The Israeli military this week concluded a combined urban- and tunnel-warfare exercise simulating fighting in the Gaza Strip. The Israel Defense Forces’ Spokesperson’s Unit said the drill, the 11th of its kind to be held this year, was part of the military’s routine wartime-readiness program.
But according to official, the timing of the drill—just two weeks after the worst flare-up on the Israel-Gaza Strip border since 2014, as well as the fact that it included extreme case scenarios—was meant as a message to Hamas, the terrorist group that rules Gaza.
The drill, which concluded on Wednesday, was led by the Kfir Brigade, the largest infantry brigade in the IDF. It included Engineering and Armored corps’ forces, as well as the canine special-forces unit, Oketz.
The troops simulated various offensive and defensive scenarios in Gaza’s densely populated neighborhoods, as well as underground, in the Strip’s sewer system and Hamas’s extensive grid of terror tunnels.
They also drilled combat capabilities such as shooting, sniping, handling explosives, rushing fortified areas, dealing with enemies using human shields, and evacuating the wounded under fire.
“The training strives to accurately simulate the combat reality and allow the troops to improved their urban warfare and counterterrorism skills,” said Kfir Brigade Commander Col. Zion Ratzon.
“This type of training greatly enhances the Kfir Brigade’s ability execute its missions. I’m sure that after the intense training of the last two months we, as a brigade, are better prepared to face the enemy in the sectors in which we operate. The brigade commanders spare no effort to prepare the troops for the operational and ethical challenges they may face on the ground,” he said.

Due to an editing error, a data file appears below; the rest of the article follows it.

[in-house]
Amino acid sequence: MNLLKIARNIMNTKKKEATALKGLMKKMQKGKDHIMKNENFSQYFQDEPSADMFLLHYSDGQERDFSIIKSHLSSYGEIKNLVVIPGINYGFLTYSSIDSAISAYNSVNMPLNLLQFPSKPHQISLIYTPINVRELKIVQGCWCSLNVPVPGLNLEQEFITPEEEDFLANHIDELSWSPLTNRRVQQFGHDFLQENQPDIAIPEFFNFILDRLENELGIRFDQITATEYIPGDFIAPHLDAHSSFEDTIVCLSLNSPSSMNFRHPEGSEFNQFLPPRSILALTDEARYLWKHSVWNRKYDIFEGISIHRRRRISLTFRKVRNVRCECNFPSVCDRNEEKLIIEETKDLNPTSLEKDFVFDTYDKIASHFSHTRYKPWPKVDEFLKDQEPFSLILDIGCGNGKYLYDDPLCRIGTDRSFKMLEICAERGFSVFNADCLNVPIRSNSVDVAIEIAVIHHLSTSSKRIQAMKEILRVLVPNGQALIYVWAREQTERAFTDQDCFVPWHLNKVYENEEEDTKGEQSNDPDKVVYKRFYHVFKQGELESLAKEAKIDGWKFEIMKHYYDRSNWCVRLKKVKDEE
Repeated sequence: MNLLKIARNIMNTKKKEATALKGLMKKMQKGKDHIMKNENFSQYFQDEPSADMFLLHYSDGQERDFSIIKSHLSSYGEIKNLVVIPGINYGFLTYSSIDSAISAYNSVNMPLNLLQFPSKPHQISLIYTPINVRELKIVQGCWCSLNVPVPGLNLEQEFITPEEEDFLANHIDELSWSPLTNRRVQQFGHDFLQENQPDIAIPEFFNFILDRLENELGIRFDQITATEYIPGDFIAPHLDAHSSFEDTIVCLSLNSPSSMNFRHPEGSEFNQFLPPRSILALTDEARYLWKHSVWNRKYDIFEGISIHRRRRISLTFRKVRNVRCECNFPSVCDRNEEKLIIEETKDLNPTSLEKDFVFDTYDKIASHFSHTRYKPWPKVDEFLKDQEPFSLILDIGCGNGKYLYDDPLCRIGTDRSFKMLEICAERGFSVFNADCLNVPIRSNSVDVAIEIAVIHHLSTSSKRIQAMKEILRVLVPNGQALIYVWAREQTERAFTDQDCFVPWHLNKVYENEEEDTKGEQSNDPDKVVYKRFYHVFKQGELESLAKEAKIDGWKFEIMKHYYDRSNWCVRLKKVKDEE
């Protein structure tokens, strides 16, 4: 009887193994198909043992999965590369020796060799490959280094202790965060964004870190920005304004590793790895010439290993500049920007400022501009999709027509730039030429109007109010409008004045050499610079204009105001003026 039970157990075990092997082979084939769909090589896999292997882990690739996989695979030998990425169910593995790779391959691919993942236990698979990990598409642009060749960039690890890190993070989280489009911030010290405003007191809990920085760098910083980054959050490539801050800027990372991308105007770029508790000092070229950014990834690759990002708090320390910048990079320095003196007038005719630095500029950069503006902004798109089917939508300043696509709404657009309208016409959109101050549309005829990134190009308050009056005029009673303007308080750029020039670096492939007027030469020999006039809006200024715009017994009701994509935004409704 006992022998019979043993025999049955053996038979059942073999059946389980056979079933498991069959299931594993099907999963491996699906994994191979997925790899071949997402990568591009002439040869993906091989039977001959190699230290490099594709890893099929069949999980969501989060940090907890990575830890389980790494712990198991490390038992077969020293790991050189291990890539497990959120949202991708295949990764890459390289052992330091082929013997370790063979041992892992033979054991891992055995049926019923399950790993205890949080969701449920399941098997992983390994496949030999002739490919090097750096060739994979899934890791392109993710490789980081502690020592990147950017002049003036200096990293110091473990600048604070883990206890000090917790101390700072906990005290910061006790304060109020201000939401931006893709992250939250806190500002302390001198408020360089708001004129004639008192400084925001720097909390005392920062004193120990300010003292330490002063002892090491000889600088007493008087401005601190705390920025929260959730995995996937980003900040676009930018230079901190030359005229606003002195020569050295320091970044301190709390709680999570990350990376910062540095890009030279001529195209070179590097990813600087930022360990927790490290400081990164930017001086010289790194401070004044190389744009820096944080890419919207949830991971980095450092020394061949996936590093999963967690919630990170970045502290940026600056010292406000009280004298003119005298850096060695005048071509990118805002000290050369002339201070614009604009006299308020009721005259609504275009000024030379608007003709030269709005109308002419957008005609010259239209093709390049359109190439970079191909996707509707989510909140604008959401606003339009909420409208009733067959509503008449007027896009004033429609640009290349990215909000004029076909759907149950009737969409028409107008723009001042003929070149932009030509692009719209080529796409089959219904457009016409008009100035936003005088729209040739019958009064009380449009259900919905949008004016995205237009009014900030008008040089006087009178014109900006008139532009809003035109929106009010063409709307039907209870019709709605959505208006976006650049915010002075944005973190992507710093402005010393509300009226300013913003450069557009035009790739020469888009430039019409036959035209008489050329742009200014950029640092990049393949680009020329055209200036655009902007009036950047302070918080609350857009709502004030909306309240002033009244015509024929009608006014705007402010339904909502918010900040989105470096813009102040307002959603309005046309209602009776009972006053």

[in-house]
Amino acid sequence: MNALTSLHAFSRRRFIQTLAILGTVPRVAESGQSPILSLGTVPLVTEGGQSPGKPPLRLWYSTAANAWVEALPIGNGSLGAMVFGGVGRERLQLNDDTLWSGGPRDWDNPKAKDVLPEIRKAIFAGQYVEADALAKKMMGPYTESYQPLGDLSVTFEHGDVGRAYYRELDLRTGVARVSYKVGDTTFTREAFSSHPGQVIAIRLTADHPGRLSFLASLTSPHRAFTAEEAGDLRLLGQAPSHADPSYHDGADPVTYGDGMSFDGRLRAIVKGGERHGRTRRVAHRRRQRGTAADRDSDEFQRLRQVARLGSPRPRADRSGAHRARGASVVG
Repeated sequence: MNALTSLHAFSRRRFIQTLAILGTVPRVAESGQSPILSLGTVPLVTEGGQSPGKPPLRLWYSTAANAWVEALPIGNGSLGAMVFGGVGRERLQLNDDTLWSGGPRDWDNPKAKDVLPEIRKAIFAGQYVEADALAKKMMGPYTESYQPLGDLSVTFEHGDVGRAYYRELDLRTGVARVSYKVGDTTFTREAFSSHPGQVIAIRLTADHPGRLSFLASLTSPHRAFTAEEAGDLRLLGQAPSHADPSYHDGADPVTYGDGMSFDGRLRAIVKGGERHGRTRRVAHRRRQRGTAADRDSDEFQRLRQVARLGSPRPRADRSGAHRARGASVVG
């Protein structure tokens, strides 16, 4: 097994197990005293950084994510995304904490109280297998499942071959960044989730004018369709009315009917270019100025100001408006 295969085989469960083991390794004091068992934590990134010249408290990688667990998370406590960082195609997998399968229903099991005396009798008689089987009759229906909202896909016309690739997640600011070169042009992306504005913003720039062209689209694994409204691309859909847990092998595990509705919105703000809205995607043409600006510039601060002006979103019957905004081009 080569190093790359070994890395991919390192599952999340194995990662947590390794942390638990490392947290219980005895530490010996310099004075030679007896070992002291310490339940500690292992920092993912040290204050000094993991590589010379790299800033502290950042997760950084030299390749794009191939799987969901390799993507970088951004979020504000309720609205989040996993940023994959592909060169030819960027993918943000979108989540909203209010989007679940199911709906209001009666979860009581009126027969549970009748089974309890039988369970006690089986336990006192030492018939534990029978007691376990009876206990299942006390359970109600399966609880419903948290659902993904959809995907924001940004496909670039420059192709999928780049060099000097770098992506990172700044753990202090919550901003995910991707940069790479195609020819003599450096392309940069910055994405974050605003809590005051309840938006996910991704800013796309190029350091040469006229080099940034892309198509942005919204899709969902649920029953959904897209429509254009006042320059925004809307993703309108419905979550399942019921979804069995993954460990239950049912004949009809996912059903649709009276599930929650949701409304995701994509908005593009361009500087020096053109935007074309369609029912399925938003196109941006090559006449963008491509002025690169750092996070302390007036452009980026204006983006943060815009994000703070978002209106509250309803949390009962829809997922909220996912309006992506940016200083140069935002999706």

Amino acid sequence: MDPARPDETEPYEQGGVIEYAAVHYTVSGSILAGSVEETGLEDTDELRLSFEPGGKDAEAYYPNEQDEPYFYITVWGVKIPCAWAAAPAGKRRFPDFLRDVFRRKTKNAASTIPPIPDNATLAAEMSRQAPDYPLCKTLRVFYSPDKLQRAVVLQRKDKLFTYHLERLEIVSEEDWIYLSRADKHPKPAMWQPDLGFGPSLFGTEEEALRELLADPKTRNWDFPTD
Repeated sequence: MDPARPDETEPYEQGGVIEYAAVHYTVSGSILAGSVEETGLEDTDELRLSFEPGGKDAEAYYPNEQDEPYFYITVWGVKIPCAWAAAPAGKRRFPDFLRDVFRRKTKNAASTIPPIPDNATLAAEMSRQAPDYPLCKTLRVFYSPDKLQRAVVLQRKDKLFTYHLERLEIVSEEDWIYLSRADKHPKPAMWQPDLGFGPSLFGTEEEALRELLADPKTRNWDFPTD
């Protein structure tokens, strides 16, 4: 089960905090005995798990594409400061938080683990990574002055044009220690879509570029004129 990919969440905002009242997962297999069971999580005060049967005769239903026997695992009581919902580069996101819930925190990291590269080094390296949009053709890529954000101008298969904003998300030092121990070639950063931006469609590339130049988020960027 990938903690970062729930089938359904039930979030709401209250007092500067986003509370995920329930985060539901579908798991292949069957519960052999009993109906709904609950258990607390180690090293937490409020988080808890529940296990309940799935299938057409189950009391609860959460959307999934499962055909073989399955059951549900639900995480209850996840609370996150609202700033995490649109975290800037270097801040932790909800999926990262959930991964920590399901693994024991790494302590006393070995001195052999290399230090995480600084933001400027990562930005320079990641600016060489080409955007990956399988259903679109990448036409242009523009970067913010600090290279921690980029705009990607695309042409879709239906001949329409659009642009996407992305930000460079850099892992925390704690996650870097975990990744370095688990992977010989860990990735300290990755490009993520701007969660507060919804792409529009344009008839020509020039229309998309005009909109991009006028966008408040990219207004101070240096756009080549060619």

Also on Wednesday, GOC Homefront Command Maj. Gen. Tamir Yadai warned that “in the next war, we won’t see a situation where there’s fighting in Gaza or the northern border but people in Tel Aviv are sitting in cafes, sipping coffee. That’s a thing of the past.”
Speaking at a briefing for newly elected mayors in southern Israel, Yadai noted that 2019 “will pose different and more complex threats and challenges for Israel.”
“There is no dispute over the fact that the Israeli homefront will face challenging times in the next war, especially with respect to the ability to ensure civilian access to municipal services,” he said. “Israeli society’s resilience will be largely determined by municipal resilience in emergency situations.”
Yadai’s comment about the “coffee-sipping” residents of Tel Aviv drew widespread criticism, as he was accused of making them seem callous and uncaring in the face of the hardships endured by residents living along the Israeli border with Gaza.
The criticism prompted the IDF Spokesperson’s Unit to issue a statement clarifying that “Maj. Gen. Yadai sought to stress that in the next war, the residents of central Israel, including Tel Aviv, would also come under fire and their normal routine will likely be disrupted. He did not mean to criticize Tel Avivians.”